The remaining question is whether to award fees to the Plan. Under ERISA, this court has the discretion to award reasonable attorneys' fees and costs to either party. 29 U.S.C. § 1332(g)(1). The Seventh Circuit has set forth two tests for whether fees should be awarded. See Herman v. Central States, Southeast and Southwest Areas Pension Fund, 423 F.3d 684, 695-96 (7th Cir. 2005) (summarizing law and describing these two tests). However, both tests ask the same general question -- namely, "was the losing party's position substantially justified and taken in good faith, or was that party simply out to harass its opponent?" Id. at 696 (quoting Quinn v. Blue Cross & Blue Shield Ass'n, 161 F.3d 472, 478 (7th Cir. 1998)).
We find that, under either test, fees should not be awarded in this case. Although McCaffrey played some role in the key mistake in this case, it still remains true that the Plan itself also contributed to this mistake and could have prevented it at several points. Furthermore, the Plan complicated what would have otherwise been a relatively clear-cut case by waiting for 20 months before addressing this matter. See, e.g., Metropolitan Life, 996 F.Supp. at 1477-78 (ordering restitution but at the same time denying insurer's request for fees because, among other things, the insurer's "clerical error caused the check which started the controversy to be issued"). Given that there are cases finding that restitution should not be awarded when there is a delay in seeking recovery, McCaffrey had at least some justification for his position. Further, because the circumstances of this case are unique and the defendant is an individual, there is less of a need for deterrence through an award of fees. After balancing all of these factors, we find that fees should not be awarded.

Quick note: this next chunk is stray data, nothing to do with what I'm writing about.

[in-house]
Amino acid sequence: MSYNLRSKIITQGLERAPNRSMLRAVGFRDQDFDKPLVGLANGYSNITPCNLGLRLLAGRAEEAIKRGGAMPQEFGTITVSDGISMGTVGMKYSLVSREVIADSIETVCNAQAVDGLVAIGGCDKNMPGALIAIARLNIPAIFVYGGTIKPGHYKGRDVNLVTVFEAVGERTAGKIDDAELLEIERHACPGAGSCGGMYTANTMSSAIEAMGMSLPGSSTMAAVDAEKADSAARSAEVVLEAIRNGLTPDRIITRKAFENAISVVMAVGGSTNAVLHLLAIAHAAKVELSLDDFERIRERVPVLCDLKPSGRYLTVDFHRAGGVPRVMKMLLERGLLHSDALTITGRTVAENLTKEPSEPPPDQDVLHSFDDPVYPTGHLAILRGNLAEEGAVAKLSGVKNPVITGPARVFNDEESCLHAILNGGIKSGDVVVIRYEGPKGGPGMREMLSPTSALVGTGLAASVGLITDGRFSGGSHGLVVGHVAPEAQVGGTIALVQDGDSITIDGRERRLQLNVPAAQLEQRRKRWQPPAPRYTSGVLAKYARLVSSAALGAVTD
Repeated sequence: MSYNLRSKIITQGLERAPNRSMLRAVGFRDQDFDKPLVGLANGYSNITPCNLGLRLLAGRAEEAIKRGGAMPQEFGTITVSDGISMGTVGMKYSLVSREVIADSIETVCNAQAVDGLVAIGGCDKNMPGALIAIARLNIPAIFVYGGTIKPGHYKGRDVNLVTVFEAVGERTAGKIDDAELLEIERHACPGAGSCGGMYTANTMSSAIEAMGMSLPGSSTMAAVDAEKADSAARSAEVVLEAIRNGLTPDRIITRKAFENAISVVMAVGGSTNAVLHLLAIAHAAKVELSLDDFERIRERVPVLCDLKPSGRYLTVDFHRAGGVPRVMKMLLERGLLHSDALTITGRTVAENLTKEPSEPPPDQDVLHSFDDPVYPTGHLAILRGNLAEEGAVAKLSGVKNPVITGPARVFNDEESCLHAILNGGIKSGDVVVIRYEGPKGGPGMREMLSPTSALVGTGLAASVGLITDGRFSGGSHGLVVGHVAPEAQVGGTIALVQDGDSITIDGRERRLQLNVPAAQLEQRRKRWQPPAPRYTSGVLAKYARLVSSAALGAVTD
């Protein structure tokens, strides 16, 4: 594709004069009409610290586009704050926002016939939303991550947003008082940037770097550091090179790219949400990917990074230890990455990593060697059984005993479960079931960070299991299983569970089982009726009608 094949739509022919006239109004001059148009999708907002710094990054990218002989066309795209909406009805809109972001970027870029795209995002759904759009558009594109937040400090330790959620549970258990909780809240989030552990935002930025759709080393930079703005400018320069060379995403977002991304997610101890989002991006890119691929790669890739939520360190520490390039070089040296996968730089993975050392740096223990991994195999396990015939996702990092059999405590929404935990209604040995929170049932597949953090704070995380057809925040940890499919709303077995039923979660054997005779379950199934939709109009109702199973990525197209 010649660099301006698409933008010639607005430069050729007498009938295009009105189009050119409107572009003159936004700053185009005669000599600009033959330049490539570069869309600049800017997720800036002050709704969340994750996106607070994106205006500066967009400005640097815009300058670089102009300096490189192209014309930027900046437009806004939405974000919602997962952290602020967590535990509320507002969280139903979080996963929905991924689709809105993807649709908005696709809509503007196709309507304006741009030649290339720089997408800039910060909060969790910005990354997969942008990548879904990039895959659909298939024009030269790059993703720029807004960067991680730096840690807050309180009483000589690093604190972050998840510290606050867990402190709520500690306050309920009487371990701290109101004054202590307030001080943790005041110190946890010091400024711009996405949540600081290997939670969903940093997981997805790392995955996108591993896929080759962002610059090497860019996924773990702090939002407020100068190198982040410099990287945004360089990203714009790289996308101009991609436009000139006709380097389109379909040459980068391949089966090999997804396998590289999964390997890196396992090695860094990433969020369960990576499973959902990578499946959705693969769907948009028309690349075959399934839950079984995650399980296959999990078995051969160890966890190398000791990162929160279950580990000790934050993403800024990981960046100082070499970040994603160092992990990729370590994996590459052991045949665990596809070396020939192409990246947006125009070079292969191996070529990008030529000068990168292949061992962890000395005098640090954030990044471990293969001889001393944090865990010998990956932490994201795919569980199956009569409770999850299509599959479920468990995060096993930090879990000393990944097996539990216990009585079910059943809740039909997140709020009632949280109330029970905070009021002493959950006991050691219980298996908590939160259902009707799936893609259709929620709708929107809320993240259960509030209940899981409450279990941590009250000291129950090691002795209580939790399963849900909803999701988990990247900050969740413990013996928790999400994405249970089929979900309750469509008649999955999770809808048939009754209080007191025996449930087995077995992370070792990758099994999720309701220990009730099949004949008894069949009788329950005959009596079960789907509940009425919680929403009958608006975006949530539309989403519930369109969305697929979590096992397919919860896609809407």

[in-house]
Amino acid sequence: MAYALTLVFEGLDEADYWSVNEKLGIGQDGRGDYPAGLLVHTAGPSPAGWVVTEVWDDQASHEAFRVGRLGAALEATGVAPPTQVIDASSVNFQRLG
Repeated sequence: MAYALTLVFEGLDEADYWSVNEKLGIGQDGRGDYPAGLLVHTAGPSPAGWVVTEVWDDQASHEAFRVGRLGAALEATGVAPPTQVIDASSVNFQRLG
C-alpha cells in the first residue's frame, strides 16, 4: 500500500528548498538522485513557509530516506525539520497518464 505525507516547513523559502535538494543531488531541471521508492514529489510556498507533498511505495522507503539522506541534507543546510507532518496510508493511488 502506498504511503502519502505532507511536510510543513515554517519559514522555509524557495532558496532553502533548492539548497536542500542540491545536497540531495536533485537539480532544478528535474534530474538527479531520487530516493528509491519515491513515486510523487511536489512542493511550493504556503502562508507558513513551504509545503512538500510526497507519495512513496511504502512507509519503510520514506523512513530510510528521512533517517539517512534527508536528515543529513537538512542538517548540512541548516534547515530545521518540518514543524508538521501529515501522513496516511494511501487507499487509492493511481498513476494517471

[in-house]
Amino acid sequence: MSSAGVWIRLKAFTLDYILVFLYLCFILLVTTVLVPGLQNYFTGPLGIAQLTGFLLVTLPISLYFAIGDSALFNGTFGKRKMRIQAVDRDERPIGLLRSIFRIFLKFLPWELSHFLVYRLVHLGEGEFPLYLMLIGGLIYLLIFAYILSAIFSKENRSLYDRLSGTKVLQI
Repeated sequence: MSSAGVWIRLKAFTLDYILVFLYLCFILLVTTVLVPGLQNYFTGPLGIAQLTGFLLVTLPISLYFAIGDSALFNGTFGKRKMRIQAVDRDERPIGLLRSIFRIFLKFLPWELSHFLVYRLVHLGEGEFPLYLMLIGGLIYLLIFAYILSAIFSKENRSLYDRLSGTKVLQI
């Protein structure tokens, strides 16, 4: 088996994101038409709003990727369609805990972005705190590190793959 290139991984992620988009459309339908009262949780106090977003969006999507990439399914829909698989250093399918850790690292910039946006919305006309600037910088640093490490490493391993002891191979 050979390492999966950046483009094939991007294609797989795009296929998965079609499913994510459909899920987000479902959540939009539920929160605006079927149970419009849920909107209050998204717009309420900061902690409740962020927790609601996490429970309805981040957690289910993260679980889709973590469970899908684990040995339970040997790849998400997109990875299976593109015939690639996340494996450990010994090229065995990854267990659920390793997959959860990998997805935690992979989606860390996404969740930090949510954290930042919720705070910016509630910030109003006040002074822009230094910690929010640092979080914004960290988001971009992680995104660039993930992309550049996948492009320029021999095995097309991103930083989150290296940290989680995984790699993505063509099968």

For the reasons set forth above, plaintiffs' motion for summary judgment is granted and the defendant is ordered to return the disputed shares to the Plan. Plaintiffs' motion for attorneys' fees and costs is denied. This concludes this lawsuit.
JOHN A. NORDBERG Senior United States District Court Judge